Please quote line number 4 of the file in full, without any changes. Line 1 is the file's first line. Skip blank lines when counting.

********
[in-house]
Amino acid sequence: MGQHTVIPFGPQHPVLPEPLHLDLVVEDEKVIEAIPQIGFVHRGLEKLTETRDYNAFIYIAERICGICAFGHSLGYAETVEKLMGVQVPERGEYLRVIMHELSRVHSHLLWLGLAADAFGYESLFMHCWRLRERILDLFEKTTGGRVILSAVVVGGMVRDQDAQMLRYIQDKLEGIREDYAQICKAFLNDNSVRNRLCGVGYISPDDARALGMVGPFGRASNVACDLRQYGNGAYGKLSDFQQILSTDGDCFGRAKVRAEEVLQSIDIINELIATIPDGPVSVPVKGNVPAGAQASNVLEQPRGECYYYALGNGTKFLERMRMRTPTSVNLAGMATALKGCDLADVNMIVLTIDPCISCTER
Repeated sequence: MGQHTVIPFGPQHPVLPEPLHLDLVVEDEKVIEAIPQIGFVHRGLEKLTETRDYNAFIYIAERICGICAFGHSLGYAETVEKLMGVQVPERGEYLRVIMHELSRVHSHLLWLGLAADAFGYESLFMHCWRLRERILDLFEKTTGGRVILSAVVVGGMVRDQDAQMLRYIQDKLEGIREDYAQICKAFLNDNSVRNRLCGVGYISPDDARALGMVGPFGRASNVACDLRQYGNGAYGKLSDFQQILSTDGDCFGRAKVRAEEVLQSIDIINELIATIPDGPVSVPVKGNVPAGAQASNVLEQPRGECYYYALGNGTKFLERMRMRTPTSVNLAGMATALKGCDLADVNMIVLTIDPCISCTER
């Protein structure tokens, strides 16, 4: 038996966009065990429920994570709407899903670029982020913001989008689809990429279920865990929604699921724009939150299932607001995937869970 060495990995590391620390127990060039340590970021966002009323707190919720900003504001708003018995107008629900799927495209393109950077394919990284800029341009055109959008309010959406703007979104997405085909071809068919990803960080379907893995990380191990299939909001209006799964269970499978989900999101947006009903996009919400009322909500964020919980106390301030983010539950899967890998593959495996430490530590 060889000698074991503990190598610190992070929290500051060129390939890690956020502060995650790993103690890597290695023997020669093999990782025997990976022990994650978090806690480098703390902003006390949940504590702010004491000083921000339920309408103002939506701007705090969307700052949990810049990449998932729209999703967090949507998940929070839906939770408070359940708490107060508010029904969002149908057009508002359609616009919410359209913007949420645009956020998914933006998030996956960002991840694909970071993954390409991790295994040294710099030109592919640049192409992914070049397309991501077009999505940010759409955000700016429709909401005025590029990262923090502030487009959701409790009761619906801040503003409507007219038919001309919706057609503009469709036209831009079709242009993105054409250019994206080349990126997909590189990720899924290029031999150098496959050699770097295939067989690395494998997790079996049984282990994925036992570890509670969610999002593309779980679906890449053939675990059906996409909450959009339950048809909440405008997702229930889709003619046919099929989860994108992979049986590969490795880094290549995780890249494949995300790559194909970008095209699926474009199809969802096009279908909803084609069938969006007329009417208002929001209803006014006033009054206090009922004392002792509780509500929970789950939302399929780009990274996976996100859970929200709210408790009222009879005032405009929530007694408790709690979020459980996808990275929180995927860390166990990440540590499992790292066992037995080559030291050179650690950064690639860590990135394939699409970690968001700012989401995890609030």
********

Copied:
């Protein structure tokens, strides 16, 4: 038996966009065990429920994570709407899903670029982020913001989008689809990429279920865990929604699921724009939150299932607001995937869970 060495990995590391620390127990060039340590970021966002009323707190919720900003504001708003018995107008629900799927495209393109950077394919990284800029341009055109959008309010959406703007979104997405085909071809068919990803960080379907893995990380191990299939909001209006799964269970499978989900999101947006009903996009919400009322909500964020919980106390301030983010539950899967890998593959495996430490530590 060889000698074991503990190598610190992070929290500051060129390939890690956020502060995650790993103690890597290695023997020669093999990782025997990976022990994650978090806690480098703390902003006390949940504590702010004491000083921000339920309408103002939506701007705090969307700052949990810049990449998932729209999703967090949507998940929070839906939770408070359940708490107060508010029904969002149908057009508002359609616009919410359209913007949420645009956020998914933006998030996956960002991840694909970071993954390409991790295994040294710099030109592919640049192409992914070049397309991501077009999505940010759409955000700016429709909401005025590029990262923090502030487009959701409790009761619906801040503003409507007219038919001309919706057609503009469709036209831009079709242009993105054409250019994206080349990126997909590189990720899924290029031999150098496959050699770097295939067989690395494998997790079996049984282990994925036992570890509670969610999002593309779980679906890449053939675990059906996409909450959009339950048809909440405008997702229930889709003619046919099929989860994108992979049986590969490795880094290549995780890249494949995300790559194909970008095209699926474009199809969802096009279908909803084609069938969006007329009417208002929001209803006014006033009054206090009922004392002792509780509500929970789950939302399929780009990274996976996100859970929200709210408790009222009879005032405009929530007694408790709690979020459980996808990275929180995927860390166990990440540590499992790292066992037995080559030291050179650690950064690639860590990135394939699409970690968001700012989401995890609030």